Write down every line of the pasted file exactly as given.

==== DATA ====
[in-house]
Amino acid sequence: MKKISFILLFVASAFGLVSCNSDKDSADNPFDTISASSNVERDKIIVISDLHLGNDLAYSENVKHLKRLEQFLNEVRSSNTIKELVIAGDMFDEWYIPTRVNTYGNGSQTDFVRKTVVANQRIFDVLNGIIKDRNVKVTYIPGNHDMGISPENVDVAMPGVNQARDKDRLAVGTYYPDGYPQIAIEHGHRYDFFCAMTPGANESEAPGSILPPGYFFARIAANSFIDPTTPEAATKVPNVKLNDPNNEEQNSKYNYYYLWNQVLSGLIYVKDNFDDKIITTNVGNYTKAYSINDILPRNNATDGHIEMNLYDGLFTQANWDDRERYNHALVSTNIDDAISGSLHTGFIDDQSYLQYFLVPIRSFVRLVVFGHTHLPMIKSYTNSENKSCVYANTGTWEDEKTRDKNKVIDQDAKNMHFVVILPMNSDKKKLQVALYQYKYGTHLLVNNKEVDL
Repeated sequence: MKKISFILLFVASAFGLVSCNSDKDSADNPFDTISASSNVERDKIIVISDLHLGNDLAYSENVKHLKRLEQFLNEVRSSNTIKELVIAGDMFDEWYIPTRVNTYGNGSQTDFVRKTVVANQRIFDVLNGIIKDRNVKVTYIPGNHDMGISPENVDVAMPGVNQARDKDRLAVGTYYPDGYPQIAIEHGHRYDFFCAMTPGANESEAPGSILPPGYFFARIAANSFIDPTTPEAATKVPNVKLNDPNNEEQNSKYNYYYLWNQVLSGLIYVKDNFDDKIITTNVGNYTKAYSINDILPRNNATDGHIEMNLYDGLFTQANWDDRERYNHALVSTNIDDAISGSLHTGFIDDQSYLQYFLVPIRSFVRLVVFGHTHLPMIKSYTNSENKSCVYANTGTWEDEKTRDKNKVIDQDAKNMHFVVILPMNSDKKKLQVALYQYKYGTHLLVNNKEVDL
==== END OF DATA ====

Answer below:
[in-house]
Amino acid sequence: MKKISFILLFVASAFGLVSCNSDKDSADNPFDTISASSNVERDKIIVISDLHLGNDLAYSENVKHLKRLEQFLNEVRSSNTIKELVIAGDMFDEWYIPTRVNTYGNGSQTDFVRKTVVANQRIFDVLNGIIKDRNVKVTYIPGNHDMGISPENVDVAMPGVNQARDKDRLAVGTYYPDGYPQIAIEHGHRYDFFCAMTPGANESEAPGSILPPGYFFARIAANSFIDPTTPEAATKVPNVKLNDPNNEEQNSKYNYYYLWNQVLSGLIYVKDNFDDKIITTNVGNYTKAYSINDILPRNNATDGHIEMNLYDGLFTQANWDDRERYNHALVSTNIDDAISGSLHTGFIDDQSYLQYFLVPIRSFVRLVVFGHTHLPMIKSYTNSENKSCVYANTGTWEDEKTRDKNKVIDQDAKNMHFVVILPMNSDKKKLQVALYQYKYGTHLLVNNKEVDL
Repeated sequence: MKKISFILLFVASAFGLVSCNSDKDSADNPFDTISASSNVERDKIIVISDLHLGNDLAYSENVKHLKRLEQFLNEVRSSNTIKELVIAGDMFDEWYIPTRVNTYGNGSQTDFVRKTVVANQRIFDVLNGIIKDRNVKVTYIPGNHDMGISPENVDVAMPGVNQARDKDRLAVGTYYPDGYPQIAIEHGHRYDFFCAMTPGANESEAPGSILPPGYFFARIAANSFIDPTTPEAATKVPNVKLNDPNNEEQNSKYNYYYLWNQVLSGLIYVKDNFDDKIITTNVGNYTKAYSINDILPRNNATDGHIEMNLYDGLFTQANWDDRERYNHALVSTNIDDAISGSLHTGFIDDQSYLQYFLVPIRSFVRLVVFGHTHLPMIKSYTNSENKSCVYANTGTWEDEKTRDKNKVIDQDAKNMHFVVILPMNSDKKKLQVALYQYKYGTHLLVNNKEVDL